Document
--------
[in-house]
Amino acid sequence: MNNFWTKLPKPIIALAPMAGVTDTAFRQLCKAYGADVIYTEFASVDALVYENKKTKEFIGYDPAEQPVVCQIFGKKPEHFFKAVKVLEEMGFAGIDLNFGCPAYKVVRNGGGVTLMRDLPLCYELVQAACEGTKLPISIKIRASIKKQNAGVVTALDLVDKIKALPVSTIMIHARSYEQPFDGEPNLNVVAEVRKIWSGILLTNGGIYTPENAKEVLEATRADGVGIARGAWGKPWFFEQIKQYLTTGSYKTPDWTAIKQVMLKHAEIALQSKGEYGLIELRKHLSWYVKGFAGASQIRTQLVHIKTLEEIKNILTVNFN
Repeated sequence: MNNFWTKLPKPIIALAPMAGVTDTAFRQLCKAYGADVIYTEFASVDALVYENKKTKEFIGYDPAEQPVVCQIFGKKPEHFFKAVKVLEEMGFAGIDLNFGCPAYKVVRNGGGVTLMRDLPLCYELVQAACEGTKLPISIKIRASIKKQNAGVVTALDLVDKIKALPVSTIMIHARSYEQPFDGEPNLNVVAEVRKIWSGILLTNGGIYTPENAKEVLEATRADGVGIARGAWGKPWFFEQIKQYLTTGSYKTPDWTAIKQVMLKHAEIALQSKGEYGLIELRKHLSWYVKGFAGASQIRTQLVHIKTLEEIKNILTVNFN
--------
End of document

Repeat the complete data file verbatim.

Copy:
[in-house]
Amino acid sequence: MNNFWTKLPKPIIALAPMAGVTDTAFRQLCKAYGADVIYTEFASVDALVYENKKTKEFIGYDPAEQPVVCQIFGKKPEHFFKAVKVLEEMGFAGIDLNFGCPAYKVVRNGGGVTLMRDLPLCYELVQAACEGTKLPISIKIRASIKKQNAGVVTALDLVDKIKALPVSTIMIHARSYEQPFDGEPNLNVVAEVRKIWSGILLTNGGIYTPENAKEVLEATRADGVGIARGAWGKPWFFEQIKQYLTTGSYKTPDWTAIKQVMLKHAEIALQSKGEYGLIELRKHLSWYVKGFAGASQIRTQLVHIKTLEEIKNILTVNFN
Repeated sequence: MNNFWTKLPKPIIALAPMAGVTDTAFRQLCKAYGADVIYTEFASVDALVYENKKTKEFIGYDPAEQPVVCQIFGKKPEHFFKAVKVLEEMGFAGIDLNFGCPAYKVVRNGGGVTLMRDLPLCYELVQAACEGTKLPISIKIRASIKKQNAGVVTALDLVDKIKALPVSTIMIHARSYEQPFDGEPNLNVVAEVRKIWSGILLTNGGIYTPENAKEVLEATRADGVGIARGAWGKPWFFEQIKQYLTTGSYKTPDWTAIKQVMLKHAEIALQSKGEYGLIELRKHLSWYVKGFAGASQIRTQLVHIKTLEEIKNILTVNFN